|کد مقاله||کد نشریه||سال انتشار||مقاله انگلیسی||ترجمه فارسی||نسخه تمام متن|
|5562502||1562699||2018||12 صفحه PDF||سفارش دهید||دانلود کنید|
- IdMOC was adopted to decipher metabolism-dependent cytotoxicity of CTN and OTA.
- CTN metabolite(s) from hepatocytes affects the hepatocytes locally as well as fibroblasts distally.
- OTA metabolite(s) from hepatocytes is selectively cytotoxic to liver cells, thus only locally acting.
- CTN metabolite and OTA parent molecule are synergistically toxic.
- In silico analysis shows that CTN and OTA interact well with CYP proteins.
Citrinin (CTN) and ochratoxin A (OTA) can be present as co-contaminants in cereals, foods and feed commodities, and can affect human health. Metabolism-dependent toxicity of these two mycotoxins, separately as well as in combination, is not yet understood. To fill this gap we adopted integrated discrete multiple organ co-culture (IdMOC) technique, which obviates animal experiments from the perspectives of species difference as well as animal welfare concerns. IdMOC facilitates co-culture of a metabolically competent cell (HepG2) and a metabolically incompetent cell (3T3) that are physically separated but provides for extracellular product(s) from one cell to interact with the other. After ascertaining that HepG2 is metabolically competent and 3T3 is not, adopting luciferin-IPA metabolism assay, CTN and OTA were tested separately and in combination in the co-culture set-up, when both proved to be metabolism-dependent cytotoxic agents. Hepatocytes metabolize CTN into a diffusible product that is cytotoxic to 3T3 cells but the cytotoxicity of OTA appears to be limited to the hepatocytes, i.e., local acting. As a combination at a concentration of 20% of IC50 of each, CTN forms a reactive metabolite that diffuses out of HepG2 to cause cytotoxicity to 3T3 cells synergistically with OTA parent molecule. The CYP isoenzymes involved in the metabolism OTA and CTN were identified adopting in silico methods which indicated that OTA and CTN can bind CYP proteins at specific sites.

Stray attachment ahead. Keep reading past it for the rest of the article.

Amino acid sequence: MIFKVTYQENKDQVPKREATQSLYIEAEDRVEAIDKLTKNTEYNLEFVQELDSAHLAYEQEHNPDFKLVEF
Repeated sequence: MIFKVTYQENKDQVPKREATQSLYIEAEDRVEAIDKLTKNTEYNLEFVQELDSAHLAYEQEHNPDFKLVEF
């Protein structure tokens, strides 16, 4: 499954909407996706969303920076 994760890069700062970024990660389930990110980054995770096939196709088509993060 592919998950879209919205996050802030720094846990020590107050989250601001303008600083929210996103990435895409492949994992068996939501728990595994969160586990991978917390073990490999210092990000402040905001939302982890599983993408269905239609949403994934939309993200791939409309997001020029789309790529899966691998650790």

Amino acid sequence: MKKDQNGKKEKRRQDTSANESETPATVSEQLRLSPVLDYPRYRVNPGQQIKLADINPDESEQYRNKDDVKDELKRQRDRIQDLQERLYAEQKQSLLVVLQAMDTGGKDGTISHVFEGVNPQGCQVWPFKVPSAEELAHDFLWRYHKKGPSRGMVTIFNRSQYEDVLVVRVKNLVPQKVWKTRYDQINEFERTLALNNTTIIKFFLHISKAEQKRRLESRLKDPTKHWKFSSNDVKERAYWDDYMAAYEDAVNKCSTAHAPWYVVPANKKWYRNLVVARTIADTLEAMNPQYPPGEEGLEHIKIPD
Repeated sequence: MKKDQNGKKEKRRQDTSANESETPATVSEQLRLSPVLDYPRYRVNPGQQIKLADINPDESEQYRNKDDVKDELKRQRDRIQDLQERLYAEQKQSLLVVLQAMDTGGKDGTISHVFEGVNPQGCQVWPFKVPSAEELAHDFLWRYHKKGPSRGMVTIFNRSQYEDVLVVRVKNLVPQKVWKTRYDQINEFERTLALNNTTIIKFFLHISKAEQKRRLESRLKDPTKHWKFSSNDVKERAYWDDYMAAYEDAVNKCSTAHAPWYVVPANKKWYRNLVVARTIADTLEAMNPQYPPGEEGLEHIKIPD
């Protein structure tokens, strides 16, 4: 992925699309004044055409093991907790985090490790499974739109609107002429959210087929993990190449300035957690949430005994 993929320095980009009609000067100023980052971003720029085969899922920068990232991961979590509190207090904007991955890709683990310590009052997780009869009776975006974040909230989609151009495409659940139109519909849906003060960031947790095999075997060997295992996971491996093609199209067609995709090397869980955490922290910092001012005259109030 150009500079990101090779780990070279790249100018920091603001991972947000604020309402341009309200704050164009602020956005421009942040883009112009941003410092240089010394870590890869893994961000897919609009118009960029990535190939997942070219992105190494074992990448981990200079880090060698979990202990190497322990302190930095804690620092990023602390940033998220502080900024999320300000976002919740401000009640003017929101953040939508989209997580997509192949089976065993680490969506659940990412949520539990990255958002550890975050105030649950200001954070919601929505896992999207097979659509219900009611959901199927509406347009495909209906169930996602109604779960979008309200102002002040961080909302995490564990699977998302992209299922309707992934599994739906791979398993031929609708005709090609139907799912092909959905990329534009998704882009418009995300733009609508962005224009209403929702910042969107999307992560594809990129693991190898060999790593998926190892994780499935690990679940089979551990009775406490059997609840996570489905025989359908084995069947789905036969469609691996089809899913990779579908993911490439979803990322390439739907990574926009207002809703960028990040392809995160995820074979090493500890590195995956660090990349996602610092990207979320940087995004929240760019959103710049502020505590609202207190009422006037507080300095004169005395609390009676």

Journal: Toxicology in Vitro - Volume 46, February 2018, Pages 166-177